What this com­plex setup en­ables Nolan to do is di­rectly im­merse us in the con­stant dread and ter­ror of such a war, where ran­dom de­tails, such as where you stand be­low decks in a de­stroyer, or which rag-tag out­fit you de­cide to join up with on the beach, can mean the dif­fer­ence be­tween liv­ing through the day or be­ing sunk to the bot­tom of the ocean.

We grow to rec­og­nize the faces of our pro­tag­o­nists soon enough, but as far as char­ac­ters go, they are pretty much all in the same mis­er­able arena. The film barely pauses long enough to give us a scant de­tail or two — Daw­son’s older son, we learn, was in the RAF be­fore be­ing shot down — and, like a pan­icked sol­dier drop­ping all their gear be­fore jump­ing in the wa­ter, the film re­mains suit­ably un­en­cum­bered and fo­cused. Gone are the usual as­sort­ment of pro­foundly sym­bolic tropes (a fa­vorite of Spiel­berg) and heavy-handed moral state­ments: Nolan isn’t try­ing to make an ethics-based trea­tise, he just wants you to feel the hor­ror deep in your bones.

That such an evoca­tively lean film was made by Nolan, whose pre­vi­ous decade of work has mostly con­sisted of com­plex, self-im­por­tant three-hour epic fan­tasias — think the Dark Knight se­ries, In­cep­tion and In­ter­stel­lar — is of par­tic­u­lar sur­prise. Ever a gifted film­maker, his pre­vi­ous ten­dency to­ward over­long and dour flights of fancy would sug­gest a far more ego­cen­tric film­maker than the one who has brought us this pow­er­ful, spare ex­pe­ri­ence. Given the stan­dard mon­strous, mega-mil­lion dol­lar bud­gets, and the re­sul­tant box of­fice tri­umph of his pre­vi­ous films, Nolan is in a po­si­tion vir­tu­ally unique among a small cadre of Big Stu­dio di­rec­tors (along with Spiel­berg and James Cameron) of be­ing able to make pretty much what­ever he wants. Given that ex­alted power, the fact that he has cho­sen to make such a pow­er­fully un­der­stated film is es­pe­cially com­mend­able, es­pe­cially con­sid­er­ing that it is be­ing re­leased wide in the full-out frenzy of the summer re­lease sea­son.

Make no mis­take, de­spite the cur­tailed run time (a sleek 1 hour, 46 min­utes), as chaotic as it may seem, it still bears the di­rec­tor’s metic­u­lous at­ten­tion to de­tail and tech­ni­cal mas­tery, which pays off over and over in many suit­ably dis­tress­ing ways — in one par­tic­u­larly har­row­ing scene near the film’s cli­max, as a de­stroyer is hit and slump­ing down into the wa­ter, the camera is placed at sea level as a ver­ti­cal swell en­gulfs the hap­less sol­diers stuck on the now up­ended deck. In an­other, we are sta­tioned in the cock­pit of a Bri­tish Spit­fire as it rushes over the waves be­low en route to a wa­tery crash-land­ing. Many scenes hit with such vis­ceral force you ac­tu­ally can feel the ache of im­pact, or the flash­ing ter­ror as a sud­den gusher of wa­ter over­whelms your senses.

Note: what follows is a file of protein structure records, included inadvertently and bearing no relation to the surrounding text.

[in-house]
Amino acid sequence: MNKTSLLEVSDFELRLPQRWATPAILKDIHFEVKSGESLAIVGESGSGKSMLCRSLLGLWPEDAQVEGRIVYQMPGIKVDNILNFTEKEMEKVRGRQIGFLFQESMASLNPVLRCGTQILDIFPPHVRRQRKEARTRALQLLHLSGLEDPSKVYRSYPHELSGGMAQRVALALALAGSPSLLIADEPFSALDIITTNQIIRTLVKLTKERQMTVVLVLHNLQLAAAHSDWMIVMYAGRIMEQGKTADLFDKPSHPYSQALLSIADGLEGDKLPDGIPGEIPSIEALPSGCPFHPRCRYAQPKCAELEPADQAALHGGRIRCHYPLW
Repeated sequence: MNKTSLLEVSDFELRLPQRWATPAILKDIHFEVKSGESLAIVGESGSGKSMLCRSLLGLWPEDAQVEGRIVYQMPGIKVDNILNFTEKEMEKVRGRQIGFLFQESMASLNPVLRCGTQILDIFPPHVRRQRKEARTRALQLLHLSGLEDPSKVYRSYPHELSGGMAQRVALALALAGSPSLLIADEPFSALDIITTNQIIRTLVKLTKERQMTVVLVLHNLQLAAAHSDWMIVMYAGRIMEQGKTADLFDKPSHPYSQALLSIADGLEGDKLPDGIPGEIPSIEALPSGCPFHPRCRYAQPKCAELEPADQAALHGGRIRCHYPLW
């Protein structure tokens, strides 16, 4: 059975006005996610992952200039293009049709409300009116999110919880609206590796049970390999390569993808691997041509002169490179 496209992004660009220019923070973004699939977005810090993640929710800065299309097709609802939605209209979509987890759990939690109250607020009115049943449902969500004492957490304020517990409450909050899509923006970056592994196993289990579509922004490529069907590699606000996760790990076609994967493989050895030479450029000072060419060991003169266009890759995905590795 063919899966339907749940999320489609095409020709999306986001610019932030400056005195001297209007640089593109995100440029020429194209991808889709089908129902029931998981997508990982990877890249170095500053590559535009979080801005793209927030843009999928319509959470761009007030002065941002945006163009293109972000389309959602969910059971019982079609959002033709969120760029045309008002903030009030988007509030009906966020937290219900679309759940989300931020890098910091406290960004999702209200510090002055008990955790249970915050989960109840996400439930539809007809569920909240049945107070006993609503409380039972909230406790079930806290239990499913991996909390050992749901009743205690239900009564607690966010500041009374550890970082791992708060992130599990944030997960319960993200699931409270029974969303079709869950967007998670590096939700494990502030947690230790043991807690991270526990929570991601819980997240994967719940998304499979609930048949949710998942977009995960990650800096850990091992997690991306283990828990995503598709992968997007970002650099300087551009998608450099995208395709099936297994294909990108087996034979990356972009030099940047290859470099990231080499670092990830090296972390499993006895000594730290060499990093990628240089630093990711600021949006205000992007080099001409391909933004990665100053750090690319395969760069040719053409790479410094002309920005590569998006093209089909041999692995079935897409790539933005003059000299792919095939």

The fact Dunkirk is con­sid­ered one of Britain’s worst de­feats — though Churchill bril­liantly used the suc­cess­ful evac­u­a­tion as a ral­ly­ing call “We shall fight on the beaches …” — sig­ni­fies Nolan’s ap­proach to the ma­te­rial. This isn’t a melo­dra­matic state­ment on the Na­ture of Man, or the Dam­age of War, it’s far more sim­ple — and it must be said, quintessen­tially Bri­tish — story about a bunch of un­re­mark­able people bear­ing down and qui­etly do­ing their jobs, their stiff-up­per-lipped re­solve turn­ing out to be the dif­fer­ence be­tween the men be­ing saved, the war even­tu­ally won and the Ger­man mil­i­tary over­pow­er­ing all of west­ern civ­i­liza­tion.

Tommy (Fionn White­head, fore­ground, look­ing up) is a 19-year-old English pri­vate try­ing to es­cape the Ger­man forces and make it home in Christo­pher Nolan’s Dunkirk.

Tommy (Fionn White­head) is one English sol­dier among the nearly 400,000 Al­lied troops stranded on the beaches of France in May 1940 in Christo­pher Nolan’s Dunkirk.